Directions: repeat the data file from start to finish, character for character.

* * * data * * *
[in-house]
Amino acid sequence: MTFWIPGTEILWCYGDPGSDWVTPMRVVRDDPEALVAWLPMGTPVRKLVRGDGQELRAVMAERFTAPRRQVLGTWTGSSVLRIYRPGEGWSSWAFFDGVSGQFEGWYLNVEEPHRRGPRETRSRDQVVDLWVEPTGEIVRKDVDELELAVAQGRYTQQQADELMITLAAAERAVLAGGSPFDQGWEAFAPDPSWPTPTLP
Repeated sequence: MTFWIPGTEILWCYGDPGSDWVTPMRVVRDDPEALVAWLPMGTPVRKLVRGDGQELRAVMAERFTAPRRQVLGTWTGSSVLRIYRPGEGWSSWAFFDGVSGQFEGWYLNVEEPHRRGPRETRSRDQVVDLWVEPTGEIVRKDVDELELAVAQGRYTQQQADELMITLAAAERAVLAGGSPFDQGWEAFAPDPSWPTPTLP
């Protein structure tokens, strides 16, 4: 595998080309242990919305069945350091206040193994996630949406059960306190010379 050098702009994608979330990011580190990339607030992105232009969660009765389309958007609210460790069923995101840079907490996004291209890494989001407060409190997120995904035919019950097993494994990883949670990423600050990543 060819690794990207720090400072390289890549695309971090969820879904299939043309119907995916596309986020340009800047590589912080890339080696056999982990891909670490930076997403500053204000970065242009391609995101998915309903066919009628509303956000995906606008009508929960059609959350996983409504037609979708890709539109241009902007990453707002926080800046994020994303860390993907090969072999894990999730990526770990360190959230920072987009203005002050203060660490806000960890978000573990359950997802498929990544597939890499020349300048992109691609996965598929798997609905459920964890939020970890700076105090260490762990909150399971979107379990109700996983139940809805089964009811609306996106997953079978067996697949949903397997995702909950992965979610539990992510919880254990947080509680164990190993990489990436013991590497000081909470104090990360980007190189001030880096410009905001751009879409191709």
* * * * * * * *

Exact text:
[in-house]
Amino acid sequence: MTFWIPGTEILWCYGDPGSDWVTPMRVVRDDPEALVAWLPMGTPVRKLVRGDGQELRAVMAERFTAPRRQVLGTWTGSSVLRIYRPGEGWSSWAFFDGVSGQFEGWYLNVEEPHRRGPRETRSRDQVVDLWVEPTGEIVRKDVDELELAVAQGRYTQQQADELMITLAAAERAVLAGGSPFDQGWEAFAPDPSWPTPTLP
Repeated sequence: MTFWIPGTEILWCYGDPGSDWVTPMRVVRDDPEALVAWLPMGTPVRKLVRGDGQELRAVMAERFTAPRRQVLGTWTGSSVLRIYRPGEGWSSWAFFDGVSGQFEGWYLNVEEPHRRGPRETRSRDQVVDLWVEPTGEIVRKDVDELELAVAQGRYTQQQADELMITLAAAERAVLAGGSPFDQGWEAFAPDPSWPTPTLP
């Protein structure tokens, strides 16, 4: 595998080309242990919305069945350091206040193994996630949406059960306190010379 050098702009994608979330990011580190990339607030992105232009969660009765389309958007609210460790069923995101840079907490996004291209890494989001407060409190997120995904035919019950097993494994990883949670990423600050990543 060819690794990207720090400072390289890549695309971090969820879904299939043309119907995916596309986020340009800047590589912080890339080696056999982990891909670490930076997403500053204000970065242009391609995101998915309903066919009628509303956000995906606008009508929960059609959350996983409504037609979708890709539109241009902007990453707002926080800046994020994303860390993907090969072999894990999730990526770990360190959230920072987009203005002050203060660490806000960890978000573990359950997802498929990544597939890499020349300048992109691609996965598929798997609905459920964890939020970890700076105090260490762990909150399971979107379990109700996983139940809805089964009811609306996106997953079978067996697949949903397997995702909950992965979610539990992510919880254990947080509680164990190993990489990436013991590497000081909470104090990360980007190189001030880096410009905001751009879409191709």